Dramatic Works: Macbeth and The Tempest
Of the extant manuscripts of Davenant's works, clearly the most important is the full text of his opera Macbeth (DaW 94). As Christopher Spencer has argued, this manuscript was apparently transcribed from Davenant's own foul papers in preparation for a theatrical promptbook. It also supplies evidence that Davenant's adaptation of Shakespeare's play may possibly have been based in part on an unknown manuscript version (see Spencer, pp. 65-71). The full autograph score for the opera by the composer John Eccles is preserved as well (DaW 95).
Arias in Davenant's Macbeth by Matthew Locke appear in Folger MS W.b.540, pp. 1-48, and, with additions by E.A. Kellner, prepared for Lord Normanby's private theatre at Florence in 1827, at Leeds University Library and Special Collections (MS 265).
A further dramatic work in which Davenant took a hand and which is represented in manuscripts is The Tempest, or The Enchanted Island. Adapted from Shakespeare's play (see ShW 89-103.5), this was written in collaboration by Davenant and John Dryden and was published in London in 1670 (see The Works of John Dryden, Vol. X (University of California Press, Berkeley, Los Angeles, and London, 1970), 1-103, and also After ‘The Tempest’, ed. George Robert Guffey (Augustan Reprint Society, Special Publications 4, Los Angeles, 1969), [item 1]).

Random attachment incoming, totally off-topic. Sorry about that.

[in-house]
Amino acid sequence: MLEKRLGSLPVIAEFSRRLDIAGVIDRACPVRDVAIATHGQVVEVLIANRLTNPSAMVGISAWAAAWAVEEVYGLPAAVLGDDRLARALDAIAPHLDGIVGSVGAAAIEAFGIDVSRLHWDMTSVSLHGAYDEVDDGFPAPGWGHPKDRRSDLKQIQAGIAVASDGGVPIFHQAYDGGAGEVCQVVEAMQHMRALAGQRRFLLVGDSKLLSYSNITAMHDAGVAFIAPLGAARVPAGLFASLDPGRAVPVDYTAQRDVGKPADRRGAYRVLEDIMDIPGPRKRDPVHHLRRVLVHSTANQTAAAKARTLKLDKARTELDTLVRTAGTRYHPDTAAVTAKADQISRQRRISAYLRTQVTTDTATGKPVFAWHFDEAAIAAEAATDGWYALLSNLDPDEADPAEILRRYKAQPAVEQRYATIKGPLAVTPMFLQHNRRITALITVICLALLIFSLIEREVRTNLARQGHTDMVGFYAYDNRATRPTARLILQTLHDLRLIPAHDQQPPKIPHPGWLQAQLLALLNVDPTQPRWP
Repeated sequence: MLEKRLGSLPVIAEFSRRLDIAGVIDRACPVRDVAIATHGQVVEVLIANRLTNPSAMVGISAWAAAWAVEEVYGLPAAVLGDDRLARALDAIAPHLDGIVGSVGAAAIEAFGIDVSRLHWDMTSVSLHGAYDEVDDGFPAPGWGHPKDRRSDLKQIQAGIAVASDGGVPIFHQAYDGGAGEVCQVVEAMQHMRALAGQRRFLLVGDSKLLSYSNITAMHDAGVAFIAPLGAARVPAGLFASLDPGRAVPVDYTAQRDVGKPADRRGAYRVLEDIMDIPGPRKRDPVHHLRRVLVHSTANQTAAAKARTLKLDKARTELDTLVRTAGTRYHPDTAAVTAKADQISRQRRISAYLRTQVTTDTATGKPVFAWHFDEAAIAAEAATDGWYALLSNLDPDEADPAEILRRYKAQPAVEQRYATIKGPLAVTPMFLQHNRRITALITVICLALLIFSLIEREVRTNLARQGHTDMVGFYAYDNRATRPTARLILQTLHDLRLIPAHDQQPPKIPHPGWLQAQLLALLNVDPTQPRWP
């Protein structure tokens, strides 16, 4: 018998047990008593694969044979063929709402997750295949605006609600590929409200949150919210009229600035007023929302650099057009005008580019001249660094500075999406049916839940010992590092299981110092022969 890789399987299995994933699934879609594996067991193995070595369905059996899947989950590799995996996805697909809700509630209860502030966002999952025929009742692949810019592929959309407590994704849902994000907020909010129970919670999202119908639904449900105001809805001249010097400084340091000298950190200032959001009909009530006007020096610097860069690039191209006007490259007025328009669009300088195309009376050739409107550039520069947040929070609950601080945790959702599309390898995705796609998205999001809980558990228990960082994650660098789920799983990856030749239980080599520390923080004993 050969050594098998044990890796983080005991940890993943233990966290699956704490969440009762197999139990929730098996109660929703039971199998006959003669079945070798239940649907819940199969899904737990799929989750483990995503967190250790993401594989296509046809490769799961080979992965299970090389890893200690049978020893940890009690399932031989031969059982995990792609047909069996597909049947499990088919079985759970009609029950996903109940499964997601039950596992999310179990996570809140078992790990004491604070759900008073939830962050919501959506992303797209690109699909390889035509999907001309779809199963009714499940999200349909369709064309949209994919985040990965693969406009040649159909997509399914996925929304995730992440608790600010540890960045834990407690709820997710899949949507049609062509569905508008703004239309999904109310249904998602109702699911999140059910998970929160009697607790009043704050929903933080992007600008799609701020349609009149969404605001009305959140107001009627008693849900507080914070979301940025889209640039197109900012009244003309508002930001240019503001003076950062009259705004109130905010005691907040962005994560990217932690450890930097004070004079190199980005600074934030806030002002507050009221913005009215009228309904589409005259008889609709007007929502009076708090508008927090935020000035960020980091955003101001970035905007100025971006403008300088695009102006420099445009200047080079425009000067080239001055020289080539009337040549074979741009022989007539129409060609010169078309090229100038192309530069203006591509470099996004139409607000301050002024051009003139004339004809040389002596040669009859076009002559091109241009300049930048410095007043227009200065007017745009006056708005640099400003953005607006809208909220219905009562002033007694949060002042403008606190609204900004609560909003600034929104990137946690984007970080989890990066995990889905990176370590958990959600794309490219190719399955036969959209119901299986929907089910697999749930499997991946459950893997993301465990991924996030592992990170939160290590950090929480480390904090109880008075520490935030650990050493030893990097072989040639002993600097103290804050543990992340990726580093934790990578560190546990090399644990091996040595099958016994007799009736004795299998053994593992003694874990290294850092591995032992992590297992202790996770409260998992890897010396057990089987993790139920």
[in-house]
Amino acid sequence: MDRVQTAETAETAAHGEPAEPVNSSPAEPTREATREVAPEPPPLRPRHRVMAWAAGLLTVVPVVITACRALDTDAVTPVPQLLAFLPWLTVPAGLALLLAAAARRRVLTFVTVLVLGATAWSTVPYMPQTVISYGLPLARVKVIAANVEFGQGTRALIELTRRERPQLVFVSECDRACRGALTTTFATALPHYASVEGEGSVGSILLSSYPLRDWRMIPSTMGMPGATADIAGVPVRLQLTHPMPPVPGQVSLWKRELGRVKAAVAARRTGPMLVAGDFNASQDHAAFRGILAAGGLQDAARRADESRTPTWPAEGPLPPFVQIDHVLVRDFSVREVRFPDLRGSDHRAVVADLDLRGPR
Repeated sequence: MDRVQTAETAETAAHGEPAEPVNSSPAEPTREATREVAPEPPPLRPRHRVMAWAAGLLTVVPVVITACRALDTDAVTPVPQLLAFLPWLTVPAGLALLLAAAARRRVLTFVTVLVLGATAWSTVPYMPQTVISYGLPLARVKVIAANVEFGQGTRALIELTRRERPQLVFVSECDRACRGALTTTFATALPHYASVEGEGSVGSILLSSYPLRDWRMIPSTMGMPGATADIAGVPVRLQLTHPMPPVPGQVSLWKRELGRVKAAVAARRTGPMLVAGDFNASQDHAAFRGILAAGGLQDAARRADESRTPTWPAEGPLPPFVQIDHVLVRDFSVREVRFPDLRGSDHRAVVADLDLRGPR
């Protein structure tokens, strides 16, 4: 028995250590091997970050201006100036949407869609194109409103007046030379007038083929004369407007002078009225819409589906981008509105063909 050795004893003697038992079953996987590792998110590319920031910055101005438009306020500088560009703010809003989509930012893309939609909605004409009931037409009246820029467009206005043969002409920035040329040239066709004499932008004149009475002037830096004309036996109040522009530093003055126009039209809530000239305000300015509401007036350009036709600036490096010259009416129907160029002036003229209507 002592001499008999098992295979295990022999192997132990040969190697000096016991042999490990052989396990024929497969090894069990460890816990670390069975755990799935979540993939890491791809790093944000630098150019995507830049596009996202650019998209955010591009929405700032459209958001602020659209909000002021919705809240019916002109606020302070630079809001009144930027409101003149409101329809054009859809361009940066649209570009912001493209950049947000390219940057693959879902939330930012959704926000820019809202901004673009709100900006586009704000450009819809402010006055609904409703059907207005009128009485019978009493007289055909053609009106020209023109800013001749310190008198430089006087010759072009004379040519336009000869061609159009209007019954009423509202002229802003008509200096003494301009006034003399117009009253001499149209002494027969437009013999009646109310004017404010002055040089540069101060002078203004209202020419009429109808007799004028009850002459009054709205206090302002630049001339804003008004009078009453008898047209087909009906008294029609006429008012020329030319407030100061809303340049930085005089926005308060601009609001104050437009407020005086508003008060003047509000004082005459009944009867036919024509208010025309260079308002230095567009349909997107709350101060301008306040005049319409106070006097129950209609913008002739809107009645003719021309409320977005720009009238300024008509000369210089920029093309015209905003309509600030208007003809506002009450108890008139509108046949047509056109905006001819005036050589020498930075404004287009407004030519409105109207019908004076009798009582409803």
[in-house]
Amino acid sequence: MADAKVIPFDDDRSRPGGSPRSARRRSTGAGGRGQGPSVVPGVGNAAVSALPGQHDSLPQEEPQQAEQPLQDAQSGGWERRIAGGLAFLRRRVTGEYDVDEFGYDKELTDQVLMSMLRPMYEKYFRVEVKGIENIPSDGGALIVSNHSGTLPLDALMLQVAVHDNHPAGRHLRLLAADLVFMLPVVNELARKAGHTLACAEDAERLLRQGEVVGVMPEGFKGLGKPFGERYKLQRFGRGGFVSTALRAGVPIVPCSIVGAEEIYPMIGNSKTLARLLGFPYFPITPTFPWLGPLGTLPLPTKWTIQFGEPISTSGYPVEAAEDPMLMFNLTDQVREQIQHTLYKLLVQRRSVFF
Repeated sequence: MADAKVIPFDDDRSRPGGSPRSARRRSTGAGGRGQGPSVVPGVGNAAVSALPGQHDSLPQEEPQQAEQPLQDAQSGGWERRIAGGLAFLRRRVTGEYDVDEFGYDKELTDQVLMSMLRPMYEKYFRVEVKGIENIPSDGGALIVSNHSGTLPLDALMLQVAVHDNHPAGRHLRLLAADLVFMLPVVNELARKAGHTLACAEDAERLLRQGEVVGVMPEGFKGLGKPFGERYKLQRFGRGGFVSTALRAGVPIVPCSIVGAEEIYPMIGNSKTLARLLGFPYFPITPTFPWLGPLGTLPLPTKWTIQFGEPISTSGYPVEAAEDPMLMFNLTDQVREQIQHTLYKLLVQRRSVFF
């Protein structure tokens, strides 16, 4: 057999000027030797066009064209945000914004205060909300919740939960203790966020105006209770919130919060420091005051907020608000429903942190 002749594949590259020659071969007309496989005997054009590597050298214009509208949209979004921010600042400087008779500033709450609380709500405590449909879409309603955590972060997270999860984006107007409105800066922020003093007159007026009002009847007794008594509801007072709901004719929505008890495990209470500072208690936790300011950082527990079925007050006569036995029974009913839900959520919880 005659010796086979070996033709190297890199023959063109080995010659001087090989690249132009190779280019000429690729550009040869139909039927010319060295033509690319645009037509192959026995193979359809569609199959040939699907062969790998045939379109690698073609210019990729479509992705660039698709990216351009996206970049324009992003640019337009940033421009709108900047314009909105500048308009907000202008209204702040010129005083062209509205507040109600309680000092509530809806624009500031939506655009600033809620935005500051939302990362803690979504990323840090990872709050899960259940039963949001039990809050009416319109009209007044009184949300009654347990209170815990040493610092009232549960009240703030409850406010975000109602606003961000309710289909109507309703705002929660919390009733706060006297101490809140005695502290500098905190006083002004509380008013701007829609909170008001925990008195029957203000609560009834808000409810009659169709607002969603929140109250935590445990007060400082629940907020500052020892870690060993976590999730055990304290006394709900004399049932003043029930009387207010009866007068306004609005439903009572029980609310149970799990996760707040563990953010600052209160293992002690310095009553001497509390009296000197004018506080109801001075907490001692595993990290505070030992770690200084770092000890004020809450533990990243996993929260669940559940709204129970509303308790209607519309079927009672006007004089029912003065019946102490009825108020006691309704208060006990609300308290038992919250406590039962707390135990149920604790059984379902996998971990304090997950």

A modified, operatic version by Thomas Shadwell and others was published in London in 1674. This version was reprinted in Davenant's Dramatic Works, V, 395-521; in Five Restoration Adaptations of Shakespeare, ed. Christopher Spencer (Urbana, 1965), pp. 109-99; and in After ‘The Tempest’ [item 2].
A further re-scoring of the opera was produced by Henry Purcell shortly before his death in 1695. It is edited by Edward J. Dent in The Works of Henry Purcell, XIX (Purcell Society, London, 1912)).
The exact authorship of these respective versions has been a matter of considerable controversy. For his part, Gibbs includes in his edition (pp. 281-3)— as items ‘Of Doubtful Authorship’ — four songs from the 1670 version of The Tempest. These have not been given entries below, but one of them — ‘Dry those eyes which are o'reflowing’ (sung by Ariel and Milcha in Act III, scene ii) — is to be found in a musical setting by John Banister in Edward Lowe's songbook in the British Library (Add. MS 29396, f. 112v). Part of a speech by Prospero in Act III, scene v, beginning ‘If fate be not, who can it forsee’, is copied in late-seventeenth-century miscellanies in the Bodleian, headed ‘Mr. Dryden's Verses’ in Sir William Haward's compilation (MS Don. b. 8, p. 499) and in Leeds University, Brotherton Collection (MS Lt. 54, p. 142).
Other songs from later versions of The Tempest may be found in musical settings in the British Library (Add. MSS 19759, f. 10v; 29396, ff. 111-12; 29397, ff. 18r-18r bis rev.; and 31813, f. 33r).